Last week, while the Apple fanboys all flocked to San Francisco to have their collective minds blown by the iCloud, the real action in cloud was happening down the 101 in Southern Cal at Electronic Entertainment Expo (E3).
I was really surprised with what I saw at E3. While everyone else was buzzing over the Wii U, my mind was blown by several technologies that stream gaming experiences from the cloud. You see, one of the challenges in modern gaming is the high barrier to entry for hardware. An affordable gaming PC from Alienware starts at $1200 and can easily surpass $5000 with a custom built rig utilizing multi core processors, multiple GPUs, and solid state drives. Gaming is a compute intensive application and the manufacturers are in an arms race to deliver more powerful hardware. Not to be outdone, the game developers will consume all of the improvements as quickly as they are released.
So what’s the big deal about a Cloud based game service? The technologies I saw replace the need for that $5000 monster machine with a fast internet connection and an internet enabled device. This really changes the economics of gaming, for example:
- Lower costs to entry can grow the consumer base
- No need to upgrade hardware as new games come along
- Hardware dollars can be spent on higher quality monitors, sound systems, and input devices
- Any game can be played on any internet enabled platform
Ok, that’s great but what does it mean to me? As a Mac user I often find that my favorite games aren’t available for the Apple platform or it’s a pain to get them to my 60” TV and of course you can’t play a full-featured version on your mobile device or tablet. With cloud based services, the device suddenly doesn’t matter. Want to play a PC game on a Mac, no problem – stream it. Have to catch the subway to work, keep playing on your network connected tablet. Feel the need to see it on the big screen, fire up the internet enabled 60” with your killer sound system.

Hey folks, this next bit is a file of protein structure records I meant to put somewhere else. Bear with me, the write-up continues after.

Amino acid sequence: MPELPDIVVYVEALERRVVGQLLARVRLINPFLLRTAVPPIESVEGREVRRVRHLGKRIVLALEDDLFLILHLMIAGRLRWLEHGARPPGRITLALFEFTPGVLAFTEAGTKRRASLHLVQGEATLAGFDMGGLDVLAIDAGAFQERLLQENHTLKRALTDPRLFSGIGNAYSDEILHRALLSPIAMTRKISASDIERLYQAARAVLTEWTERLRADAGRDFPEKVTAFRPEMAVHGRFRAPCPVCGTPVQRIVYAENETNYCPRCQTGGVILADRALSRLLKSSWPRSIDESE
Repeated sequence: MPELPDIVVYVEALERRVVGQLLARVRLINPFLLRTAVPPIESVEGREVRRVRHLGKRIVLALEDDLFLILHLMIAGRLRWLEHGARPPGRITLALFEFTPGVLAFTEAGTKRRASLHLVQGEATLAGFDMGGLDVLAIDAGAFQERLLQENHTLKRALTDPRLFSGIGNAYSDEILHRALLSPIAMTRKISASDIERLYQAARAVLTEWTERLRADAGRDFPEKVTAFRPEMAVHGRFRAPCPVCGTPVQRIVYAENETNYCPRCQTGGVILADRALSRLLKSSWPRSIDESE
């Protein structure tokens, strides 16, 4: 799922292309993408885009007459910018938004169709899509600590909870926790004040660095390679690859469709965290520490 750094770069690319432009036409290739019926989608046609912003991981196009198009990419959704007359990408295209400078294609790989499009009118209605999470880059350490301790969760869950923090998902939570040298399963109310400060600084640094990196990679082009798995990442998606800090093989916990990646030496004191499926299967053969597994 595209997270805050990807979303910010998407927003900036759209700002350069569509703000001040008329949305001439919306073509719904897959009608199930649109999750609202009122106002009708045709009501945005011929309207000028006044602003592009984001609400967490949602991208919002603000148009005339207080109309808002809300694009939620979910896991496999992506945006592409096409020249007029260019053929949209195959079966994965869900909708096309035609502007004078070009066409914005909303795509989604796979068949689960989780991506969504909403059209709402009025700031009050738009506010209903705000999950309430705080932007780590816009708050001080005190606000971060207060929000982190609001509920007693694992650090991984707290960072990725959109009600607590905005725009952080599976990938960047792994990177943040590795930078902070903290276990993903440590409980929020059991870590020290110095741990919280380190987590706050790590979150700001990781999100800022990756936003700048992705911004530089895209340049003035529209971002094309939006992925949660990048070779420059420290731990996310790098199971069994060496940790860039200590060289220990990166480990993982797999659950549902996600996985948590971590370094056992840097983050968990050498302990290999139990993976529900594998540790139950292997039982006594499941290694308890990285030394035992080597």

Let’s take this beyond gaming for a moment. This same technology can be applied to the business world. I’m a heavy PowerPoint and Excel user but I prefer PowerPoint for Mac and I also prefer Excel for Windows. My solution today is not very elegant; I can either run two machines or use a virtual machine on my Mac. In the new world, with applications running in the cloud, I could have access to any version of software, from any platform, delivered to any other internet enabled platform. My version of business nirvana: fully featured enterprise applications available from my tablet, with access to all of my files.
So, lots of potential with this, but there are still some technology hurdles to overcome. One of which is the network that cloud solutions like these will need. The network will need to have a combination of high throughput and low latency. Depending on who you ask, the average broadband speed in the US is somewhere between 3-5 Mbps with mobile connections being slower. At these speeds the performance of cloud applications is passable but can’t compare with the non-cloud versions. Once speeds reached 10 Mbps+ performance starts to get indistinguishable between cloud and native. As happened with video, these numbers will get better over time.
Second, even with a high level of throughput the networks need to deliver low latency in a bi-directional manner. Given the complicated nature of the relationships between the network providers this may be the more difficult of the two to achieve. The good news is that both of these challenges seem to be on the radar for network providers. It’s my belief that the value created by cloud services will entice network providers to find ways that enable both high throughput and low latency.
Between iCloud and Gaming in the cloud, entertainment nirvana (anywhere, anytime, any device) is almost here and consequently global productivity is about to get a massive whack.
Have a thought about Gaming in the cloud, leave a comment.